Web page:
At any time of year, my favourite slice of Luxembourg City is along the Alzette River: in autumn, as the trees drip leaves, the sky drips puddles and the river swells; in winter, when the water stampedes over the weir and crystallizes on the rocks; in spring, as the crocuses nudge through the grass and downy, newborn leaves emerge; in summer, when the apple trees on the riverbank are bent double like old women, under the crippling weight of ripening fruit.
On its journey through the city, the Alzette snakes through a deep gorge, far below the eastern ramparts of the old town of Luxembourg, passing swiftly through Grund, Clausen and Pfaffenthal. Beside the river, in the shadow of the magnificent stone arches of a lofty railway bridge, is a stout, red building, crouched against the cliff. ‘Hond Haus’ is painted in large letters on an outer wall, for it was originally the kennels for the hunting dogs of a 16th century governor of Luxembourg, Count Mansfeld. Today, the Hond Haus houses a terrific little Spanish restaurant. In keeping with the building’s origins, Bistro Podenco is named for a wiry Spanish hunting dog: the Podenco Ibicenco.
We discovered this lovely spot last summer with some good friends, and have found our feet wandering that way many times since. The service is fast, friendly and attentive: a rare combination in Luxembourg. The dining room is diminutive, so it’s best to book in advance, but it is perfect for an intimate, cosy tête-à-tête with the One & Only. And on a warm summer evening, there is plenty of room on the terrace outside.
Tonight, the temperature outside was set to freeze off every extremity, so we walked into the warmth with a sigh of relief. We were given a cheery welcome by Eduardo and Susanna, and directed to a table by the window, huddling against the radiator. The restaurant has a field to fork philosophy and the menu provides a delicious array of authentic Spanish dishes, including many tempting tapas. Eduardo pointed us to the specials board, and promptly recommended at least two dishes not even listed there. He also suggested a red wine he thought we would enjoy, and was back in a blink, with a dish of large green olives and a full-bodied Tempranillo. It was perfect for warming the blood on such a frosty night. And such a beautiful label, with its traditional Castilian windmill. I have yet to see a wine list, but we have loved every bottle Eduardo has ever championed, and tonight was no exception, red white or bubbles.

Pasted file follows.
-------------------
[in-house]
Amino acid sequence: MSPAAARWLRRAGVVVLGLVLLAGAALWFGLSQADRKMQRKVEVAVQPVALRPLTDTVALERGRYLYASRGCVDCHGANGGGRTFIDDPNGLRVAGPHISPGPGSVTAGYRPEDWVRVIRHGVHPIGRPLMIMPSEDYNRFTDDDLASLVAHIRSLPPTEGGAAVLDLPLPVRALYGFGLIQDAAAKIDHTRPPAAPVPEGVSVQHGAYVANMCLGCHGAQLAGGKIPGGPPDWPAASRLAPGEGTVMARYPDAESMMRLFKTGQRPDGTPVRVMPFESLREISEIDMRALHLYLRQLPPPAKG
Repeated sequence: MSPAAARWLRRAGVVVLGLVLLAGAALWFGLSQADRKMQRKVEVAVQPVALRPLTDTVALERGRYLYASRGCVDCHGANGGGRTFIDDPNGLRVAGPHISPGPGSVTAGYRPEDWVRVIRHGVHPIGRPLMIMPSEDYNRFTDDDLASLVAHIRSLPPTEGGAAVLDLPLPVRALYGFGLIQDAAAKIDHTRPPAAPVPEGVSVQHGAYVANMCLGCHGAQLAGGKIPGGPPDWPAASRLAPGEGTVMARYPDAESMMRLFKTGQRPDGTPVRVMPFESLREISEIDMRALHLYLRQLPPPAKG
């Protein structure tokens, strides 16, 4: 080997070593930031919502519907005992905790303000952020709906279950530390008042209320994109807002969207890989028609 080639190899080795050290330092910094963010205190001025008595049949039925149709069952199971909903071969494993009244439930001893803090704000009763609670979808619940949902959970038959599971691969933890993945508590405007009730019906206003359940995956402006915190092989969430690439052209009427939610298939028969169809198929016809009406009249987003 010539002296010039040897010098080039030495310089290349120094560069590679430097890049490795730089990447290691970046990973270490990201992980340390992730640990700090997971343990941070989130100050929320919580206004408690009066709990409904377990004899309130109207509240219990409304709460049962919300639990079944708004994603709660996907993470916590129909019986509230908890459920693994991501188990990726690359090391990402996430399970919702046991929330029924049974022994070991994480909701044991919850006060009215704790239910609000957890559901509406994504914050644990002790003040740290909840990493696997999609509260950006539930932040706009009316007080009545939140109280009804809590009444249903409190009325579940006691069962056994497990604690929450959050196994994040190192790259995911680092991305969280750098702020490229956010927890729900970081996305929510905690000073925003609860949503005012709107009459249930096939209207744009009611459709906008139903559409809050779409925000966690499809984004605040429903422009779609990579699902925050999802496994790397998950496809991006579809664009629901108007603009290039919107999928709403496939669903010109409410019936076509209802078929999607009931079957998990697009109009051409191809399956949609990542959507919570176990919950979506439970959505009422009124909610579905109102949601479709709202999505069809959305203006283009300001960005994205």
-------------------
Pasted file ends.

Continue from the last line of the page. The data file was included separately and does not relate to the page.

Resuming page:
Between Eduardo’s stilted English and my rusty French, we managed to chat through the menu. After a lengthy discussion, we began with the best jamón ibérico, served with smashed tomato on bread, so ‘you can construct it yourselves.’ This Spanish style tomato on toast (pan con tomate) is a traditional Spanish snack made with slices of barra (like baguette), ripe tomatoes, quality olive oil, bread, garlic and a sprinkle of sea salt. It is a tasty base, but we prefer the naked bread, so we can savour the jamón.
Then, Susanna brought out the pulpo a la gallega: button-sized slices of cooked octopus served on boiled potato and sprinkled in paprika and olive oil, like a sort of bruschetta marinara, that we ate in our fingers with much finger licking and messy delight.
There were none of my favourite aubergine croquettes tonight – much to my disappointment – but Eduardo advised us to taste the artichaux frites. These artichoke chips, fried in batter like a heavy tempura, are crispy and moreish, and proved to be an excellent alternative. They are even better dipped in the oil from the pulpo, or the red wine gravy that has been poured over the tender and tasty black Iberian pork fillets.
Meanwhile, the restaurant had filled to capacity, and we got chatting with our neighbour, a lone American who was very pleased to have been directed down to this buzzing riverside restaurant. We exchanged travellers tales and promised to look him up if we were ever in New York.
When, like Jack Spratt and his wife, we had all but licked the platters clean, we tidied up with a slate of salty Manchego cheese, the perfect accompaniment for the last of the wine. And, for the grand finale, a rich and mellow tawny port to keep us warm on our wintry walk home.